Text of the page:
Robots will start replacing human brains by 2045 and artificially intelligent machines may be capable of doing anything that humans can, including standing in line for new Apple products.
Moshe Vardi, a computer science professor at Rice University, traces the evolution of the idea that artificial intelligence may one day surpass human intelligence, from Turing to Kurzweil, and looks at the current rate of progress.
Early predictions were rubbish and it has taken 15 years to go from Deep Blue beating Kasparov at chess to self-driving cars and Watson beating Jeopardy champs Ken Jennings and Brad Rutter.
According to The Atlantic, Vardi thinks it's reasonable to believe intelligent machines may one day replace human workers almost entirely and put millions out of work permanently, just as the world's food runs out.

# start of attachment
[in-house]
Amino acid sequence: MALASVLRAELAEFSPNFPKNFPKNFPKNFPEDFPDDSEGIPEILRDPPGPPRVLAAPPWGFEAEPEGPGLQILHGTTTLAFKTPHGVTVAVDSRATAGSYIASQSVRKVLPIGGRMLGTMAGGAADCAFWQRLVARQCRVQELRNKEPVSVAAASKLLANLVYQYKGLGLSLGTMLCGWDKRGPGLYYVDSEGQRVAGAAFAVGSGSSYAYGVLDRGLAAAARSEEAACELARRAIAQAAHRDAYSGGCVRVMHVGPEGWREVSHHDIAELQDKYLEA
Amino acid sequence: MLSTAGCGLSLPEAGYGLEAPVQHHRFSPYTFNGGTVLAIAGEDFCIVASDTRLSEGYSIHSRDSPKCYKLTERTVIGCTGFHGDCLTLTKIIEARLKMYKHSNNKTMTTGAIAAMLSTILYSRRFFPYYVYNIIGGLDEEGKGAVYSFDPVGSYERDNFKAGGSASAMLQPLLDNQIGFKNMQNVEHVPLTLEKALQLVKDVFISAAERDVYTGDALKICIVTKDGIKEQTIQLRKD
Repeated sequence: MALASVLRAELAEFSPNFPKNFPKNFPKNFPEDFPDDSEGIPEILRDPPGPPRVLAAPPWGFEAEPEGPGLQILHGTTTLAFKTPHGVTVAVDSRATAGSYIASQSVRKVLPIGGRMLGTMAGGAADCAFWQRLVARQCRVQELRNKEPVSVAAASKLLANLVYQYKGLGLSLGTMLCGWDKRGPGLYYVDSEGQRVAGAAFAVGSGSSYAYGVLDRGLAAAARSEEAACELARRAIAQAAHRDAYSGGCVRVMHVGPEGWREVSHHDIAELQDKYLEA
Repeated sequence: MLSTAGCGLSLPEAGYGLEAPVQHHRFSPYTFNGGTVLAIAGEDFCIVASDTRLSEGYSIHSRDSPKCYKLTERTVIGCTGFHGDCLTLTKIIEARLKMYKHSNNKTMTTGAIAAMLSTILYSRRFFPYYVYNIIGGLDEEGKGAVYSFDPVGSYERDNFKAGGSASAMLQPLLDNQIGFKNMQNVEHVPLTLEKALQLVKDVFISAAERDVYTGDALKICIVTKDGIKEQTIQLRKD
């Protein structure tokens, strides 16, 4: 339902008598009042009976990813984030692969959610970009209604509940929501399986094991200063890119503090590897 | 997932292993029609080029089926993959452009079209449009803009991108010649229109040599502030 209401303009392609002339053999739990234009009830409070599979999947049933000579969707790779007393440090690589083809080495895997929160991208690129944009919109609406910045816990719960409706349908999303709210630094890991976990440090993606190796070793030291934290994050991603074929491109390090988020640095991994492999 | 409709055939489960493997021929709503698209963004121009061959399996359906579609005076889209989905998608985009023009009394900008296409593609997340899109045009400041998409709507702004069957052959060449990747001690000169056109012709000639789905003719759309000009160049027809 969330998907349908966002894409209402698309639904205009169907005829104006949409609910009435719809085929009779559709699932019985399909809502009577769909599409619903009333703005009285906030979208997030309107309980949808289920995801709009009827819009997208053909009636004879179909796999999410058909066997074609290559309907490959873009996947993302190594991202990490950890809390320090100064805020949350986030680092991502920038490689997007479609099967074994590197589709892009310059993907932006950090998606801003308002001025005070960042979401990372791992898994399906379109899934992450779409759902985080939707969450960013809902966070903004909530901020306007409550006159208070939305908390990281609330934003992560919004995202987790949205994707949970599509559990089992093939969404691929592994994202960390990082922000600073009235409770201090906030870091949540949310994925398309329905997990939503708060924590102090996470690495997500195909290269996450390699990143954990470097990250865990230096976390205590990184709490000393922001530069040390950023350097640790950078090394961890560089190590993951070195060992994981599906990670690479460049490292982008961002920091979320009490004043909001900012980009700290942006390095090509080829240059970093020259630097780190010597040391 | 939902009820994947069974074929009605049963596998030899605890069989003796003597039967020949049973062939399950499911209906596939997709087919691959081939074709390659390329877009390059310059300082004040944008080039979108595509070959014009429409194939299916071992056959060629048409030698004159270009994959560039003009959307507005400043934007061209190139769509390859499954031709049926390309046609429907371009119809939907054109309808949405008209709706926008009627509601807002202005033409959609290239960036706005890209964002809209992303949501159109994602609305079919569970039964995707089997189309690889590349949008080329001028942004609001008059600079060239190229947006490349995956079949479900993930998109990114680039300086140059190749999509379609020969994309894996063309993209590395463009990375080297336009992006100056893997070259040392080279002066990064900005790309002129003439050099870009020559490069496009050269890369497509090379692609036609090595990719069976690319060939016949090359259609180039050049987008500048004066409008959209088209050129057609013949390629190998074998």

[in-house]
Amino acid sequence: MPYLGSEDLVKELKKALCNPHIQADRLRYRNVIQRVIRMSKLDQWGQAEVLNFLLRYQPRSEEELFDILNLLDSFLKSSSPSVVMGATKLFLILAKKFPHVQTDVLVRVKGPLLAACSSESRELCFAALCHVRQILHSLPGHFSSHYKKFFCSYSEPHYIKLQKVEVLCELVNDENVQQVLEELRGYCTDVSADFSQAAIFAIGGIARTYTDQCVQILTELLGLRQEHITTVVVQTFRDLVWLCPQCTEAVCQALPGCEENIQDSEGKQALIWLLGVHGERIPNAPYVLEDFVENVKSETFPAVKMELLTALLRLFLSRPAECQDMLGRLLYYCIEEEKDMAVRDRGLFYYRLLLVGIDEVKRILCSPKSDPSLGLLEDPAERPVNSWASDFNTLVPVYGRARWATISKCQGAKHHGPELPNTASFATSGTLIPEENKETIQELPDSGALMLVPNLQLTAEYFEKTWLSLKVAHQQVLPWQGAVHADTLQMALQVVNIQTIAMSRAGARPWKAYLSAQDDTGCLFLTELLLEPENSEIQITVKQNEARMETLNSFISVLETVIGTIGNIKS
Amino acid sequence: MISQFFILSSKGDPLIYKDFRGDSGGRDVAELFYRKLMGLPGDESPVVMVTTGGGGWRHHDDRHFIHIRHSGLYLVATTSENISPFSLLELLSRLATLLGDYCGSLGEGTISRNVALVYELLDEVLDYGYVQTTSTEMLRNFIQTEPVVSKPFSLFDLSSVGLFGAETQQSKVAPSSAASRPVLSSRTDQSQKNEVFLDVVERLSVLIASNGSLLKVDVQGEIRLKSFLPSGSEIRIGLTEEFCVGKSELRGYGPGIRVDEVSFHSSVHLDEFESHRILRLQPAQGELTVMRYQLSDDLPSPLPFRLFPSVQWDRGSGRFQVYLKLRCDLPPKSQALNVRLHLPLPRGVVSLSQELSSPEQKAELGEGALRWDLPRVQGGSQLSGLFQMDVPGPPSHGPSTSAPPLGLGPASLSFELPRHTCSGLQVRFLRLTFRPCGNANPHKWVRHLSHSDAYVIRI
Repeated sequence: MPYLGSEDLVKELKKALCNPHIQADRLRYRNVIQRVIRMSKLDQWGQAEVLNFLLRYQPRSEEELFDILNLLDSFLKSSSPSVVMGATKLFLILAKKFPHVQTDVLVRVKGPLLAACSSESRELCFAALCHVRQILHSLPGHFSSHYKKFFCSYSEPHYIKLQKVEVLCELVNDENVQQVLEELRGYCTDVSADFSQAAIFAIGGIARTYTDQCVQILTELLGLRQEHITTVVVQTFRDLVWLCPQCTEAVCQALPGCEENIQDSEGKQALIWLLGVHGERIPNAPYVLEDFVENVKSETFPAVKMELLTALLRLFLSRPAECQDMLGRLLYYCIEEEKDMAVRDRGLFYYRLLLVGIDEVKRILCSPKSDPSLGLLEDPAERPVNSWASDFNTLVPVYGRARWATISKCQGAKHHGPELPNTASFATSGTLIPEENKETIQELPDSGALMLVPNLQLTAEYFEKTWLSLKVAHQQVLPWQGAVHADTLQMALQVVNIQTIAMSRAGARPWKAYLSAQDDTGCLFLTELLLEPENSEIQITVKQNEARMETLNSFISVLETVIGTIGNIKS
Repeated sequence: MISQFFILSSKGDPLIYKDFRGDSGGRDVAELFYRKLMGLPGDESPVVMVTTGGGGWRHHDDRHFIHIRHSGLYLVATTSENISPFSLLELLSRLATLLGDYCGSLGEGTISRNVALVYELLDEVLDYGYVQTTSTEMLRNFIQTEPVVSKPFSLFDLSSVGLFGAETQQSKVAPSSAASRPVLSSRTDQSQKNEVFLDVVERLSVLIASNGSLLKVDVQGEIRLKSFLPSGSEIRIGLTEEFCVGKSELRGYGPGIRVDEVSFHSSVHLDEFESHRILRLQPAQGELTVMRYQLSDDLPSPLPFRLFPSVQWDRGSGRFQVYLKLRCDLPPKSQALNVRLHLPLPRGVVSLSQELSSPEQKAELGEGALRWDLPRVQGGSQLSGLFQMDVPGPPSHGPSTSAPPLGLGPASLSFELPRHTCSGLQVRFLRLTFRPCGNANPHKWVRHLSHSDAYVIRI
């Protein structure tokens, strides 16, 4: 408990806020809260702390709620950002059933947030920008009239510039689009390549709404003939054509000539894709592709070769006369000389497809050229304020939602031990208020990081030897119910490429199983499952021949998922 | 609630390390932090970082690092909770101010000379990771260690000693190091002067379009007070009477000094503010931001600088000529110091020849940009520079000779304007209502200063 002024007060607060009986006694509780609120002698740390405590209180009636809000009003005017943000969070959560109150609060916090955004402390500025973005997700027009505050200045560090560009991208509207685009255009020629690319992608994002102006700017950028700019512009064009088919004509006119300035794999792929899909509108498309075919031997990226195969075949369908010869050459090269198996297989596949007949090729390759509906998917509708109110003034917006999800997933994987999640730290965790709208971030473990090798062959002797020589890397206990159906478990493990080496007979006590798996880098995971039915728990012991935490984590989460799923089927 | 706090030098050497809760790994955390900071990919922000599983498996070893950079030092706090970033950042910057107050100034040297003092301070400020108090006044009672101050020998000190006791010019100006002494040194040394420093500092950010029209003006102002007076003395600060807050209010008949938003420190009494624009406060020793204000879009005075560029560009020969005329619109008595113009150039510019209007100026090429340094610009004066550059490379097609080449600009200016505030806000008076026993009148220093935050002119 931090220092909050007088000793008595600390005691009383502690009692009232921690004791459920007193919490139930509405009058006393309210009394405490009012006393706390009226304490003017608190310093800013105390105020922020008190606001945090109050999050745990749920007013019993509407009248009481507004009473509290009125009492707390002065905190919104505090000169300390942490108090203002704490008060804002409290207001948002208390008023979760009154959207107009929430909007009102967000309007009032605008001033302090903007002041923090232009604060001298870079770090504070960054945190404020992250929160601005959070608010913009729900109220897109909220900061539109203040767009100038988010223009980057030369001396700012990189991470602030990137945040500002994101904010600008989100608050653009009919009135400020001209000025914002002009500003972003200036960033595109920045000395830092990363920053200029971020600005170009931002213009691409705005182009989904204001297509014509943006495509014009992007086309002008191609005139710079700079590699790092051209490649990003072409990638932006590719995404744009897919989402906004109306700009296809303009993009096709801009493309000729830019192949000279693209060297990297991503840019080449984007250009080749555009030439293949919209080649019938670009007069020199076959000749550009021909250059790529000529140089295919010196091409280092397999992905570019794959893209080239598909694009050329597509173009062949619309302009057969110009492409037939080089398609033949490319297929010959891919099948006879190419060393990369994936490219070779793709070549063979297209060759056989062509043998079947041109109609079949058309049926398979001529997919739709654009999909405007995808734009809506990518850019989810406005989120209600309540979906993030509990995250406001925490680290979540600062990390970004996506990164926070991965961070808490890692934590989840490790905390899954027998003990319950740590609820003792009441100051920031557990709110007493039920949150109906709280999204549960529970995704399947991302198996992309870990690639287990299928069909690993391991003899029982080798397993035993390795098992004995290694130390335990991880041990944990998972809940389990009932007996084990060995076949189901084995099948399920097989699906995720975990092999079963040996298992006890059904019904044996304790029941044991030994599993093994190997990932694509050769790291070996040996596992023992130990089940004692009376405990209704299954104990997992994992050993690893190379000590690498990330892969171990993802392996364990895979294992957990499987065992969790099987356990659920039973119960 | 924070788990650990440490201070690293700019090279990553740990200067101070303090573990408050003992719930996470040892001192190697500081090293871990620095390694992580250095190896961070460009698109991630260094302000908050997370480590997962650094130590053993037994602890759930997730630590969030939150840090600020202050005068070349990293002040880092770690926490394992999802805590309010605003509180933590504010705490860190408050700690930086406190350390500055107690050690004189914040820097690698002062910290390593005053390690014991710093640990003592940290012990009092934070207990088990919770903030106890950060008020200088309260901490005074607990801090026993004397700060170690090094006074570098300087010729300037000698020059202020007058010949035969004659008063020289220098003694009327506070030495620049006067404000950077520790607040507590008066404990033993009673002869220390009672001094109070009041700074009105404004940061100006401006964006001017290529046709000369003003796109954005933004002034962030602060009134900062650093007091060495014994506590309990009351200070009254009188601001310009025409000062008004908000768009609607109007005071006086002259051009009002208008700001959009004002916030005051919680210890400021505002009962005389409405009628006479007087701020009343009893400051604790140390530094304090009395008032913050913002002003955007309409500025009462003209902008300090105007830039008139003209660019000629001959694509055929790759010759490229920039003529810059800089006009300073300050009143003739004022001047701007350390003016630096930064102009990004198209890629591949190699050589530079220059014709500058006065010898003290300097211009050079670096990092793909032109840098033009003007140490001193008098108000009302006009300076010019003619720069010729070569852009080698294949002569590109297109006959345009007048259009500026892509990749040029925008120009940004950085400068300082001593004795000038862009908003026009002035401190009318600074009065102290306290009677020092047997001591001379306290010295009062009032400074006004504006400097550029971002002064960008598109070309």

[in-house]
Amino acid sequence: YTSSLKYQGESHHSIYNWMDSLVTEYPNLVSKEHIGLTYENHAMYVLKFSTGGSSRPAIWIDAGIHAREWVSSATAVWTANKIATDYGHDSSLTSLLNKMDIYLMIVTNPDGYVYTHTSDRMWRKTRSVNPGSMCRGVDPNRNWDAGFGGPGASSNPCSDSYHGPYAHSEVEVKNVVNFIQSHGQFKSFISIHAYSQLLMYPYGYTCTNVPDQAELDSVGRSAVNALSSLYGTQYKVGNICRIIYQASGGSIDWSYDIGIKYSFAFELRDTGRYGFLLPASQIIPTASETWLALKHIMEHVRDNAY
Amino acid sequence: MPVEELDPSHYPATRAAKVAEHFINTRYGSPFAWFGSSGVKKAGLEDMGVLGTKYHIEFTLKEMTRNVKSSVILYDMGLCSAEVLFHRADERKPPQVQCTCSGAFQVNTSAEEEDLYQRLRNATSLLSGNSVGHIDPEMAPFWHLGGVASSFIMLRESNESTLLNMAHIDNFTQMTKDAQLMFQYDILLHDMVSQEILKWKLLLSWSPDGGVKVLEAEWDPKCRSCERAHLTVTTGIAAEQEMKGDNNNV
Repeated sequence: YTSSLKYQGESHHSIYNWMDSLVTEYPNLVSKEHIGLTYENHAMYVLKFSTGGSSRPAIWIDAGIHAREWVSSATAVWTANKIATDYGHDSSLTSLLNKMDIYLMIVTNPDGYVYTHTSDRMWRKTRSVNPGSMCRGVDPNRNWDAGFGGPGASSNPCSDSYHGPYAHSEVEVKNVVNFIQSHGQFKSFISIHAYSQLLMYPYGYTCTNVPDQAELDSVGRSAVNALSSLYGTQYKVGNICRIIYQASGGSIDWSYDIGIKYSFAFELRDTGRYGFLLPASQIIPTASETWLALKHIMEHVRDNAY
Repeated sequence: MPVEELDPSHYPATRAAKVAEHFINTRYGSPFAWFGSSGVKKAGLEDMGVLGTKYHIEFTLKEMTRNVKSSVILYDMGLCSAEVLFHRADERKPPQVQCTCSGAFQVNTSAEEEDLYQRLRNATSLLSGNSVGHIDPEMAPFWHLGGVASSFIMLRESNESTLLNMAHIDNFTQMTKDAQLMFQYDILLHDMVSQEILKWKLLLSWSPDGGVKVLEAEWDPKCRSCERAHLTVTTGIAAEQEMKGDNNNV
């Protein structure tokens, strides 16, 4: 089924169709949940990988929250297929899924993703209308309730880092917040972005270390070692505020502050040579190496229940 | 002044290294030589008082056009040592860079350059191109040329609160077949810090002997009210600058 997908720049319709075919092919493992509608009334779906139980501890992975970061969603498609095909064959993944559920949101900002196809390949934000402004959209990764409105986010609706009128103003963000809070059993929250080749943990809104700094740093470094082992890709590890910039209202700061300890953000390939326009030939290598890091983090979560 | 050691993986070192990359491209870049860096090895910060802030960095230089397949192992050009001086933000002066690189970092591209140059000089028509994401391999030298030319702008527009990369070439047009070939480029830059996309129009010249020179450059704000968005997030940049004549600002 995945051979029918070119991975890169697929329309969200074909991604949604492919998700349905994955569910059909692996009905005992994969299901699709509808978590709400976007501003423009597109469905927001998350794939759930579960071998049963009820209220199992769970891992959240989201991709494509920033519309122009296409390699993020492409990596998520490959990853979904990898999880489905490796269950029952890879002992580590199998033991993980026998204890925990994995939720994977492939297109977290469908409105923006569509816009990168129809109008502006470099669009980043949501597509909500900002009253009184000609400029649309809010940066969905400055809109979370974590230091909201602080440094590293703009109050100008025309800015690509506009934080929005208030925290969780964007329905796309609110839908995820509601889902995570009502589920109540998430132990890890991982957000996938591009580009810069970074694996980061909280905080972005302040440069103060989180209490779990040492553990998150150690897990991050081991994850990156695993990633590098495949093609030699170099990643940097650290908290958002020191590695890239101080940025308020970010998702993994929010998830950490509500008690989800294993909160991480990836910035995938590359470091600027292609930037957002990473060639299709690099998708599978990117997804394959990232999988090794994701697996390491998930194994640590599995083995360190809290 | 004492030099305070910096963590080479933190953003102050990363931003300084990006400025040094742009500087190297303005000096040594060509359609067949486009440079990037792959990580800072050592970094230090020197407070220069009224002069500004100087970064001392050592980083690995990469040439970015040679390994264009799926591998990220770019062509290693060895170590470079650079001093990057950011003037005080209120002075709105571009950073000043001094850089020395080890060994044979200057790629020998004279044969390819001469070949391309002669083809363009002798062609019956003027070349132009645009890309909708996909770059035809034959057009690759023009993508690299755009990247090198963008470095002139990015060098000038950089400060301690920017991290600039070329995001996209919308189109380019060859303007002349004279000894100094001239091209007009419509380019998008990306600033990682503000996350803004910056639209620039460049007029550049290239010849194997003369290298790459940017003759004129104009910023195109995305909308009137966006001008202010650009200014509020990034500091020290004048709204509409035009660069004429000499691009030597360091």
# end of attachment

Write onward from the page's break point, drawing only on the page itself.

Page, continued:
What he is suggesting is an economic singularity, after which the labour market as we know it will cease to exist. Historically the labour market has evolved and adapted. Accelerating technology over the last few centuries has consistently erased some jobs only to replace them with others but the question is if the machines have replaced our brains what is there for us to do?
Vardi thinks that the world in 50 years either will be a utopia or a dystopia. Either we will solve the problem before it happens or things will get very very nasty.
He is not optimistic. If machines can do almost all of our work, then it is not clear that even 15 weekly hours of work will be required. He does not find the prospect of leisure-filled life appealing.
"I believe that work is essential to human well-being and our economic system would have to undergo a radical restructuring to enable billions of people to live lives of leisure," he said.
The unemployment rate in the US is currently under nine percent and is considered to be a huge problem.
"We cannot blindly pursue the goal of machine intelligence without pondering its consequences," Vardie added.